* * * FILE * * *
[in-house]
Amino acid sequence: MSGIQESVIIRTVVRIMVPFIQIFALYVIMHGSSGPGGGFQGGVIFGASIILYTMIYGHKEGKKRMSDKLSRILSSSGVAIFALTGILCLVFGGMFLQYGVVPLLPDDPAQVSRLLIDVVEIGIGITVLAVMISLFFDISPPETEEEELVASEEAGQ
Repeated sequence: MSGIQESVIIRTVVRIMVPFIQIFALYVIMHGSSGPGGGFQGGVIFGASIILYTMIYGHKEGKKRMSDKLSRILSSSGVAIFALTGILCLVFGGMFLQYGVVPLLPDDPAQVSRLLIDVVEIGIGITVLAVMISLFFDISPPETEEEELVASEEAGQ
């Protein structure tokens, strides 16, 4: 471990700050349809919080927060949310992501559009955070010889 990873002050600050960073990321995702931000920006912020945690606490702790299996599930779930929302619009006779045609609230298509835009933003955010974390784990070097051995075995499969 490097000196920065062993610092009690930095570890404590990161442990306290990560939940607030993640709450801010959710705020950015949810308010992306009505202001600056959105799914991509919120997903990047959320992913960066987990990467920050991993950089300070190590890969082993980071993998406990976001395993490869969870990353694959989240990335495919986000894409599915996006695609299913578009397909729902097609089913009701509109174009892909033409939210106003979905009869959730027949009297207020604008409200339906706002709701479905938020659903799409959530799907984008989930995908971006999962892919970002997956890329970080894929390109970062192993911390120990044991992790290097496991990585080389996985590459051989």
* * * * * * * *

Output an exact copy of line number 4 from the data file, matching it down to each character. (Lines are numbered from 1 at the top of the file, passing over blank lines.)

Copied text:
């Protein structure tokens, strides 16, 4: 471990700050349809919080927060949310992501559009955070010889 990873002050600050960073990321995702931000920006912020945690606490702790299996599930779930929302619009006779045609609230298509835009933003955010974390784990070097051995075995499969 490097000196920065062993610092009690930095570890404590990161442990306290990560939940607030993640709450801010959710705020950015949810308010992306009505202001600056959105799914991509919120997903990047959320992913960066987990990467920050991993950089300070190590890969082993980071993998406990976001395993490869969870990353694959989240990335495919986000894409599915996006695609299913578009397909729902097609089913009701509109174009892909033409939210106003979905009869959730027949009297207020604008409200339906706002709701479905938020659903799409959530799907984008989930995908971006999962892919970002997956890329970080894929390109970062192993911390120990044991992790290097496991990585080389996985590459051989």